How Institutes & Organisations Can Address UGC’s Concern Over Unemployment
Unemployment concerns are of top priority for UGC currently. In view of the same, UGC is in the process of setting up targets for all higher education institutes to address the concern.
The objectives referred to as the UGC mandate are focussed on ensuring that students are more employable, have essential skills and are better engaged with society and industry. UGC is expected to approve the set of targets and objectives today for all higher education institutes that must be achieved by 2022.
• Every higher education institution must ensure at least 50% of those graduating get access to a job, self-employment or get to pursue higher education and two-thirds of the students are engaged in ‘socially productive activities’ while studying.
• Every institution to adopt at least five villages for the exchange of knowledge and for the overall social and economic betterment of the local communities.
• 75% students are to be compulsorily trained by the institute in professional skills, such as teamwork, communication, leadership and time management, besides being primed on the need for inculcating the spirit of innovation, entrepreneurship and critical thinking.
• Strongly centered on the student, the UGC will also call on institutes to continue to assess and handhold the students even as he passes out. The institute must, as per this mandate, put each passing students through an exit test to assess his learning levels and the student must be tracked for progress after course completion as well.
• The fifth objective will call for mandatory accreditation of every institute by 2022 with a minimum score of 2.5 from the National Assessment & Accreditation Council (NAAC). Non-accredited institutes will be mentored so that they can get accreditation by 2022.
• The sixth key objective is to focus on the teacher with annual refresher courses and orientation modules on modern pedagogy and new developments in their domains of knowledge. At no point, should teacher vacancies exceed 10% of total sanctioned strength, the UGC will instruct institutes.
• Reforms of the examination system to test concepts, shift to an outcome-based and regularly revised curriculum framework, induction programmes for students, modules on soft skills and ICT-based learning have been recommended as well.
What Institutions Can Do?
How can the universities and institutions make their students 100% employable and job ready, is a question that the managements are facing currently. We have witnessed technology’s intervention in all sectors of life, be it healthcare, banking, consumerism, communication, education or recruitment. Universities can adopt technology for an objective and scientific method of employability quotient evaluation and enhancement, that can assess students employability and help them improve the same, over the tenure of 3-4 years of their college degree course.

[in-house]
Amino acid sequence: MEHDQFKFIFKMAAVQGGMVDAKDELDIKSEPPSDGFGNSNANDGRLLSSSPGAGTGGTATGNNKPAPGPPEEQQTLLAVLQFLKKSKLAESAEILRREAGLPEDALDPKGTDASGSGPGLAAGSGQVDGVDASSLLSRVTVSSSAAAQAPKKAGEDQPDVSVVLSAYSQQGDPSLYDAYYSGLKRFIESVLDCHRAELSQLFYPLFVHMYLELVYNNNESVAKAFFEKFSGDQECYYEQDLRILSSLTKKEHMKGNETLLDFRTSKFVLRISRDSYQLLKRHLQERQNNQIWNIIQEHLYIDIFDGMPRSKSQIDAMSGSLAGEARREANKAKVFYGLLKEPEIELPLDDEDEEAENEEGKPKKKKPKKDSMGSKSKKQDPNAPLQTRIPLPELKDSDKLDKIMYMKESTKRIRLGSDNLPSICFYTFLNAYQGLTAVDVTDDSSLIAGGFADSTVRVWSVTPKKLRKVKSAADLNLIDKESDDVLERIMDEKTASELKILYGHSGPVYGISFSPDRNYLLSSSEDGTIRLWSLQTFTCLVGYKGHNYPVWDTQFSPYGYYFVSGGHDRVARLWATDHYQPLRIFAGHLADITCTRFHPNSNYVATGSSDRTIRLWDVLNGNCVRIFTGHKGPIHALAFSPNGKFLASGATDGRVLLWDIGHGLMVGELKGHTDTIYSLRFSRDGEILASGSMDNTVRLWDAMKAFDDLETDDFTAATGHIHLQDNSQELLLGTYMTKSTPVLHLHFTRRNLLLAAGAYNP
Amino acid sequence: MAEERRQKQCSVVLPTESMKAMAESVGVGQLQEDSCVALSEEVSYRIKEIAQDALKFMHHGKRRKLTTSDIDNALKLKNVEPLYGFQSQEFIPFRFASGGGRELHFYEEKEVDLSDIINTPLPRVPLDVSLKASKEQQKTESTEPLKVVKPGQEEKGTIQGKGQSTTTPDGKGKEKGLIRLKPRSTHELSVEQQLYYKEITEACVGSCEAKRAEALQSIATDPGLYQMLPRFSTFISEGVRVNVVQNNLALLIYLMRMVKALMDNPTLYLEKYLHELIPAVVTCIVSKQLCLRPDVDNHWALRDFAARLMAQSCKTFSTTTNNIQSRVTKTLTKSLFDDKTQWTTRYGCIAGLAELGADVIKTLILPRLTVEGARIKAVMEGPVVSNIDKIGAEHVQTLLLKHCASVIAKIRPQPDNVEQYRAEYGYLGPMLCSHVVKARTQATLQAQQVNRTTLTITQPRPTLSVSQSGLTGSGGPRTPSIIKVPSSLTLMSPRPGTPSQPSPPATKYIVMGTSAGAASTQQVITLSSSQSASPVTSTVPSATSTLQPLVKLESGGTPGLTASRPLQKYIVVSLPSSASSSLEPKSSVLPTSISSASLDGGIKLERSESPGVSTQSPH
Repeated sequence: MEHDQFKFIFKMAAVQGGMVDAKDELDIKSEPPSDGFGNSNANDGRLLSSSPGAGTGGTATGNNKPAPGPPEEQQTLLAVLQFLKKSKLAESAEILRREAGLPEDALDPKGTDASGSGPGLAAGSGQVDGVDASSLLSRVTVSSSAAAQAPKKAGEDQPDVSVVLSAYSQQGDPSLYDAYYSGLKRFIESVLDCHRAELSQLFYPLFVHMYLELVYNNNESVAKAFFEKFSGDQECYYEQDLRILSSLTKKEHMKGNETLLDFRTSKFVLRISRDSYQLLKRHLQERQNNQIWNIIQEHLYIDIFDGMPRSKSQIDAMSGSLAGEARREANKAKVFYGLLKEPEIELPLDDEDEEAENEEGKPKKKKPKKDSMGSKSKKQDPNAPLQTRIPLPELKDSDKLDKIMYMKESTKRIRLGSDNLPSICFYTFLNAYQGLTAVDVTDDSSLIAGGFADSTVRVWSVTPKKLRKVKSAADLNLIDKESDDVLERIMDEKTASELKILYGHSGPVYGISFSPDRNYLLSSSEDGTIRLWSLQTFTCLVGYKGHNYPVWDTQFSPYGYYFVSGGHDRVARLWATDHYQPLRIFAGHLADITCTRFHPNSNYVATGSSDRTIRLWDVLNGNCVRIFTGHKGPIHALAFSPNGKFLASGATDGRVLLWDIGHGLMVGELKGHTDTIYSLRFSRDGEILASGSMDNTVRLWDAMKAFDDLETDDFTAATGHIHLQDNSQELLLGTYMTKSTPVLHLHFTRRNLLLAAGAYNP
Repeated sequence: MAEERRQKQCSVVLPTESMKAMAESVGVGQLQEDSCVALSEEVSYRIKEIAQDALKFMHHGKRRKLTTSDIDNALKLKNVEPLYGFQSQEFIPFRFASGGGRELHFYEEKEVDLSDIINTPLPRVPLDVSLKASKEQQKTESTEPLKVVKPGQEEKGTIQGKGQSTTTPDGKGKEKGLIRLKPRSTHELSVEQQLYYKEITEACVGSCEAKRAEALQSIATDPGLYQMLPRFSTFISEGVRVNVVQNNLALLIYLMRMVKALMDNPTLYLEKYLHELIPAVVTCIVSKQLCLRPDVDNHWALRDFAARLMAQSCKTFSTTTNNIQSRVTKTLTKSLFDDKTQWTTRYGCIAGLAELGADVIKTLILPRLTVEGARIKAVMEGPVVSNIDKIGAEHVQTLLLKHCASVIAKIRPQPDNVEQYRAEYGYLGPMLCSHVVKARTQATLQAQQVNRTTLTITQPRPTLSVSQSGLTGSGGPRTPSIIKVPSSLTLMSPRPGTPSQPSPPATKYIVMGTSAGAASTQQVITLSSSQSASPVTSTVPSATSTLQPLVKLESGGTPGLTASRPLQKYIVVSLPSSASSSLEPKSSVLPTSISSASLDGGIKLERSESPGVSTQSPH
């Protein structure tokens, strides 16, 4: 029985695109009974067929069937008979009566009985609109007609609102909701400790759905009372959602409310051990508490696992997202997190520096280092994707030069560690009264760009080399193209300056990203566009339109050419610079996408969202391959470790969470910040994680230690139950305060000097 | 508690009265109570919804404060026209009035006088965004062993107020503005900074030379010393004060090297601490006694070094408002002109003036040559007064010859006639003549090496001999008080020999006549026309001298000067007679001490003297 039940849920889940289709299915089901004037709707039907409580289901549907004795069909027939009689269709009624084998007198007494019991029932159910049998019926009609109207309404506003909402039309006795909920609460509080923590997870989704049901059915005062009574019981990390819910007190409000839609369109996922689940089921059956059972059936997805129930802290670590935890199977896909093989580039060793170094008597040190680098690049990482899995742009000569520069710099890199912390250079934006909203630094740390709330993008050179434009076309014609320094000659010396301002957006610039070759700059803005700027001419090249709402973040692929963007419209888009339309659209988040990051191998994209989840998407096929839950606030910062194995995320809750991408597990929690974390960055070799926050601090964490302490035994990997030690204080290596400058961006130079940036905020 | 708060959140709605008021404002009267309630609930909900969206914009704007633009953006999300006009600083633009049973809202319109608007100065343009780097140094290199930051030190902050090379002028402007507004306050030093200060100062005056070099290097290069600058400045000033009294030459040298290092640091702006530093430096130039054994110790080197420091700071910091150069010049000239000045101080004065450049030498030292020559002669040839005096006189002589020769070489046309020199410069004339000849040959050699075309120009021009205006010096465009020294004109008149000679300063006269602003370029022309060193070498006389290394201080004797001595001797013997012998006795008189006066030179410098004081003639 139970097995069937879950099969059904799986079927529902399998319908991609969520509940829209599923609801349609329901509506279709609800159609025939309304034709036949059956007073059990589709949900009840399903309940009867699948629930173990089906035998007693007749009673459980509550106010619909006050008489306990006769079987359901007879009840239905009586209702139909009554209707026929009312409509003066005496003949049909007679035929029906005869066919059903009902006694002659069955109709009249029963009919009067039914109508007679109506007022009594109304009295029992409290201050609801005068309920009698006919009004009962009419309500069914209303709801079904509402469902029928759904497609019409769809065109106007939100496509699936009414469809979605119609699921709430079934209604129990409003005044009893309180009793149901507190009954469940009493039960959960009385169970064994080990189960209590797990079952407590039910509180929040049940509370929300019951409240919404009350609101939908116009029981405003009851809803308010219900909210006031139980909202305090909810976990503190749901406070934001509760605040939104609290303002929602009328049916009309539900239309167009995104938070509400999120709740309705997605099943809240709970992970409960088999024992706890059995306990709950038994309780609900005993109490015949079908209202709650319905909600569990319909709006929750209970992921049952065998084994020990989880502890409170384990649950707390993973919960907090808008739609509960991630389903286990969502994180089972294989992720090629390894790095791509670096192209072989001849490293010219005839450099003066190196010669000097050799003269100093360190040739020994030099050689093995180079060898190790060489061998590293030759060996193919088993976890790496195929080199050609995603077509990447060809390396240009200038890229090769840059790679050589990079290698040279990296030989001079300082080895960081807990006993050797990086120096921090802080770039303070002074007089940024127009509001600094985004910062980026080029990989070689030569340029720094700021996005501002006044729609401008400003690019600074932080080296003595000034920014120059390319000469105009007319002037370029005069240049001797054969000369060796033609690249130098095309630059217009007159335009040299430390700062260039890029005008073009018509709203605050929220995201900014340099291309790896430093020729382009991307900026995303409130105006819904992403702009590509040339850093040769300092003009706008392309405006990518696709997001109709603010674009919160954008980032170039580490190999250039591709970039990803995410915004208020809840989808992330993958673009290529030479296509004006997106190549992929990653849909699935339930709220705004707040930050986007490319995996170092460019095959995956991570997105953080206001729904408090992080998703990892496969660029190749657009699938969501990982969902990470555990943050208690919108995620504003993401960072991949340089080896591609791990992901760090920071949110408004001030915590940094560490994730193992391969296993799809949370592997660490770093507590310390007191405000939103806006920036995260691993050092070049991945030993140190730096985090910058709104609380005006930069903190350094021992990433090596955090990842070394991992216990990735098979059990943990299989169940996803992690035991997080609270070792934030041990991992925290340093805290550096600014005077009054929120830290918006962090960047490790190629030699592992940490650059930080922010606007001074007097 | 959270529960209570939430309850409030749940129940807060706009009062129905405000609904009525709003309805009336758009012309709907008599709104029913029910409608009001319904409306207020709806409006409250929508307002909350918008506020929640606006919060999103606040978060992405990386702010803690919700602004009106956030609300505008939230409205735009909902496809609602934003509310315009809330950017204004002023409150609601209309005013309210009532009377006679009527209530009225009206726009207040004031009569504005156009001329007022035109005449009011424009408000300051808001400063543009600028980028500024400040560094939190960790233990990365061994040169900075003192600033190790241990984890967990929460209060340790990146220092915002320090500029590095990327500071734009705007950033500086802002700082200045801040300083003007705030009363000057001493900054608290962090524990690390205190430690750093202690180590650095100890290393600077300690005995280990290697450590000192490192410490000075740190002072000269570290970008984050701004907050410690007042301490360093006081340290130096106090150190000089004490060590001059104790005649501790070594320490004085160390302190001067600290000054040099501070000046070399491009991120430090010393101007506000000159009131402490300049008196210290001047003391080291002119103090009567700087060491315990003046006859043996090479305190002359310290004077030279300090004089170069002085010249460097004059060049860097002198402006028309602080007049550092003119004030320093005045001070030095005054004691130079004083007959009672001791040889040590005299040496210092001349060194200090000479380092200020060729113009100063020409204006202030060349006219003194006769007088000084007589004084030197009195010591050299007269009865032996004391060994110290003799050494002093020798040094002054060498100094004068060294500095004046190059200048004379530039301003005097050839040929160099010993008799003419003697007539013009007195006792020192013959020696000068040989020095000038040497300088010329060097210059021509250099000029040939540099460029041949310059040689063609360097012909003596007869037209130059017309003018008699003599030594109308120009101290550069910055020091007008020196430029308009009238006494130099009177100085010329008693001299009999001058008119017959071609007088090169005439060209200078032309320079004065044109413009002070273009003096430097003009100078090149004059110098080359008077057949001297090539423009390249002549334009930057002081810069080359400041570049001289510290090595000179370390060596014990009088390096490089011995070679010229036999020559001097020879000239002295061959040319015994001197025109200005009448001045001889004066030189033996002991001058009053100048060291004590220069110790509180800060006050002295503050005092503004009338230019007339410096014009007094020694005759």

Lack of experience is also a key barrier for young people affecting their employability and access to the world of work – Interactive sessions, workshops, internships and other initiatives help young graduates benefit from hands-on learning and adapt to the corporate world. Education and upskilling are critical as there is a need to better equip young people with the right hard (and soft) skills that the market needs. It is important to help to bridge this skills mismatch by providing guidance and training.
What Organisation Are Doing
For many young people, identifying the right professional path is their first crucial career-orieted challenge. Given that the formal education system doesn’t expose the students to an official work environment. Initiatives should be taken to help and encourage the youth, or any other interested millennials, to learn about the vast array of opportunities.
Understanding the need, this year, The Adecco Group’s global initiative involved more than 4500+ Adecco Group experts across 700 branches in 46 countries, all giving their time to helping young people gain experience and improve their job prospects. The initiative in 2018 alone included 10,000+ students, globally. In India, over 500 Adecco employees were actively involved in this programme, which gave around 500 students an opportunity to visit an Adecco office in Bangalore, Mumbai or Delhi and interact with teams across functions like Human Resources (HR), Finance, Marketing and Communication, IT, Legal and Compliance; to name a few. Through this experience, participants learned more about the career paths and sectors they were interested in. They also gained insights into what employers look for and how to successfully navigate a fast-moving labour market.
The participating millennials included young individuals and students from management schools. The Adecco team provided them with guidance on careers, job hunting, applications and interviews, as well as sessions on CV clinics, social media identity assessment and coaching to master professional interviews. This year The Adecco Group India focused on upscaling and mentoring talent for the job market with a focus on entry-level talent.
Participants also learnt about the large variety of job opportunities, internships and work-based training opportunities offered by The Adecco Group itself. The workshop also articulated the growing trend of ‘social recruiting’ and offered an outside-in perspective to the participants on how to be job-ready in the era of digital transformation and automation.
Author: Baishali Mukherjee
Profile- An independent writer and journalist for last nine years; presently working with Education World, Entrepreneur India, Scrabbl.com and Stoodnt.com. Worked as the content head for four books and have articles and features published in leading print and digital media spaces.
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